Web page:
It has been found that groups in which women meet more often and are exposed to greater social interaction show persistent improvements relative to groups that meet less often. Research suggests that groups generate social capital through the focused interactions that takes place in various encounters , i.e., group meetings and other community activities .the meeting have several cohesive and empowering features a number of features, including:
- a single focus of attention;
- intense brainstorming among group members on various domestic mattes and community issues ;
- the regular rigmarole of group meeting steered by the group leader involving conflict resolution and building consensus
- peer monitoring; and
- the rituals of song and dress that surround the group meetings, all of which produce a strong feeling of solidarity and corresponding emotional bonding . This is a very different understanding of social capital and how it is generated among women.
The manner in which each group operates is unique to itself and is based on the collective creativity of the members and not imposed or borrowed from any formal system. Thus we have a humongous mass of social capital generated by these groups whose uniqueness lies n its rich diversity.
By providing a space where members can build relationships and develop a strong sense of identity and belongingness, they create a unique set of relationships and values. They show how managing money involves more than financial management, the creation of significant social value. These groups impart training in areas such as health care, nutrition, and domestic problem solving. These social services help clients profit from their loan sand also aid in the development of human capital – an important contributor to poverty alleviation
Some of the outcomes are amazing—and also remind us why women can be powerful agents for change in their families. Cash empowers people .When targeted properly it gives people the choice of doing something that makes their life more sustainable and lifts them out of extreme poverty. For these women, the overriding sentiment is hope in humanity and in the future. The world they see is a good place.
Like termites, they have furrowed the male-dominated power-grid in villages and are pulverizing the whole patriarchal foundation. Where once participation of women in public meetings was an anathema, it has now become a ritual. SHGs have become powerful economic locomotives and have enabled women found new confidence, agency and purpose. Transcending their ascribed roles, they have dispelled the myth that women are good just for homes.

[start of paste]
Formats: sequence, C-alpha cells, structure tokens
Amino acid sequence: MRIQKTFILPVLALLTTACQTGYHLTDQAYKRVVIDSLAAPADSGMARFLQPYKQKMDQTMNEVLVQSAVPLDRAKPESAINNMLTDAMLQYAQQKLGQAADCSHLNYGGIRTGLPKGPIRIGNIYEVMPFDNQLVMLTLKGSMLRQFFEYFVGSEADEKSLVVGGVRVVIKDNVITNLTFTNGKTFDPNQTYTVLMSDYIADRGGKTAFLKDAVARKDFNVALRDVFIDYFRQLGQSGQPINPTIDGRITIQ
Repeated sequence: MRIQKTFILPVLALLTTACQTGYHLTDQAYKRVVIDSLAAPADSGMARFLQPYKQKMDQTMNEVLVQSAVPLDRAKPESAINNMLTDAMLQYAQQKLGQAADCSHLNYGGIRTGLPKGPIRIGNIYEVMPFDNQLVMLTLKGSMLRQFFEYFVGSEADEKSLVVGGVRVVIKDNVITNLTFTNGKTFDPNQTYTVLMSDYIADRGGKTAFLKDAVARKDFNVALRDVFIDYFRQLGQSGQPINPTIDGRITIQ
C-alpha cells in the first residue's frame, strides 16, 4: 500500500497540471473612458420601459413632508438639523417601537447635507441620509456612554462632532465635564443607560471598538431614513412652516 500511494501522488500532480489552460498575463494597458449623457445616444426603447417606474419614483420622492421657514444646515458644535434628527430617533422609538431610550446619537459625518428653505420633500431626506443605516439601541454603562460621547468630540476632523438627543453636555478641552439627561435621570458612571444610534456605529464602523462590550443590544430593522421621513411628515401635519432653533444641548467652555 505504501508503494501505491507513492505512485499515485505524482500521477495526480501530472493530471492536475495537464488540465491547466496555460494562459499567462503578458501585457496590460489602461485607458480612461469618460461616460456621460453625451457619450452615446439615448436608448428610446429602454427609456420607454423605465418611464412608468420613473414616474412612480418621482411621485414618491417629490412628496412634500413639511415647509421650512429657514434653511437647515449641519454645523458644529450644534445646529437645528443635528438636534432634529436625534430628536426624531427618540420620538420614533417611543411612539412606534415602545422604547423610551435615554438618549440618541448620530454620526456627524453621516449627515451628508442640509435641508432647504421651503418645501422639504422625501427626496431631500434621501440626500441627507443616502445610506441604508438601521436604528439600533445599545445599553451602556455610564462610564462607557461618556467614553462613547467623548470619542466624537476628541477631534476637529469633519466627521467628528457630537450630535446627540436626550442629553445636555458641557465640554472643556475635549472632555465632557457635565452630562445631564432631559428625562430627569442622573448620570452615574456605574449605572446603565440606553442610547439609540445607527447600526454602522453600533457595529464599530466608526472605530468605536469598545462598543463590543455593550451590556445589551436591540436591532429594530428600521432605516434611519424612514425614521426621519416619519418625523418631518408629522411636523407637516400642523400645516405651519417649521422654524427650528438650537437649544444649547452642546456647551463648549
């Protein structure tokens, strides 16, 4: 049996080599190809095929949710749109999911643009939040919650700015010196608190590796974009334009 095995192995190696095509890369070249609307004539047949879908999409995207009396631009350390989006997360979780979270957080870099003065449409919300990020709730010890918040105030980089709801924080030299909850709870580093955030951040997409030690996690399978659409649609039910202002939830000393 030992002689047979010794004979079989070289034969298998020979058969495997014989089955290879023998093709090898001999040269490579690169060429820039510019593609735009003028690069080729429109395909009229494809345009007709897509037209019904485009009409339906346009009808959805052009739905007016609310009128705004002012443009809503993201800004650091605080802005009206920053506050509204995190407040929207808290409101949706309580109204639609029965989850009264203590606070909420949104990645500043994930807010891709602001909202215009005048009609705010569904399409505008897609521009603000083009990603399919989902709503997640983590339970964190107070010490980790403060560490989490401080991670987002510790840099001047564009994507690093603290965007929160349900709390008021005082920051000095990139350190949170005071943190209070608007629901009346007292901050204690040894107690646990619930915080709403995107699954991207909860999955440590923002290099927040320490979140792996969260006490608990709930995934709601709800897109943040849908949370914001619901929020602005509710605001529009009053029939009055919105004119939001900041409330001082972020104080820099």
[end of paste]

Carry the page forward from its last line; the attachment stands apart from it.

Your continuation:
These groups have become the main locomotives of economic growth in rural areas. SHGs are seen as an entry point for other social activities — school committees to watershed councils. As they mature, the group sparks and spearheads meaningful and enduring changes by addressing community issues such as abuse of women, the dowry system, alcohol, educational quality, inadequate infrastructure.
Beginning in the benign area of health, women slowly gained confidence and moved on to other social areas. They began asking for change from the bus conductor, introducing new farming practices, saving enough money to engage banks and acquire simple irrigation equipment like water tanks, agitating for an improved road (and getting it) mapping village land and rethinking what’s planted to produce year-round yields and income, demanding the presence of the school teacher, negotiating with local officials for providing services to which they were entitled.
SHGs influence those oppressive relationships arising from caste, class and political power, which have made it difficult for poor people to build a sustainable base for their livelihoods. As with any single strategy, this is not going to put an end to poverty. However, the plan is simple, low-cost, and resilient and can be carried out by non-governmental organisations. What is most important is that development is truly in the hands of the people.
“When women have the support of other women, and when they have income of their own,” say Ela Bhatt, founder of Self Employed Women’s Association (SEWA), ,which represents 1.2 million women working in India’s informal sector , “they are able to fight their own battles in their own way.”
Bhatt speaks of a quiet yet persistent strength particular to women: “Once a woman knows what she wants,” Bhatt says, “she’s not afraid to take risks. If we cannot break through, we just find a way around.”
Empowerment has many dimensions–social, economic, cultural, political and personal. When every part is treasured, the good unleashed is greatest .This is the unique philosophy of every self help group. A membership of a self help group has transformed women in ways that it has made men alter their perception of women. Men may fret that they lose when women win, but history tells us that when women advance, humanity advances. .This lesson is best embodied in the words of Nirmala, a self help group member for well over two decades and the current sarpanch of Wanoja in Central India, which she keeps repeating whenever I visit her: “My father always believed that it would have been far better if I were born a son. But today he realizes how lucky he is to have me as a daughter.”
For poor women, it is a journey towards the second freedom or the real freedom, as Mahatma Gandhi said when he talked of the unfinished agenda at the time of Independence.
Centuries ago, a king, while travelling through his domain came across people living in dark caves. He was horrified at the gloom and ordered every family to be given lamps and oil to fuel them. Fifty years later, he visited the area again and found the caves in darkness. The lamps had been forgotten or were broken. The oil had run out. The king ordered more oil, new lamps. But when he returned to the area the following year the caves were dark once more. The king summoned his minister, a wise old man, and asked for an explanation. ‘Ah,’ said the minister, ‘You gave the lamps to the men. You should have given them to the women.’
The king followed his minister’s advice and the lamps have kept burning ever since!
1. Harper, Malcolm, Ezekiel Esipisu, A.K. Mohanty and D.S.K. Rao. (1998). The New Middlewomen—Profitable Banking through On-Lending Groups, Oxford & IBH Publishing Co. Pvt Ltd, New Delhi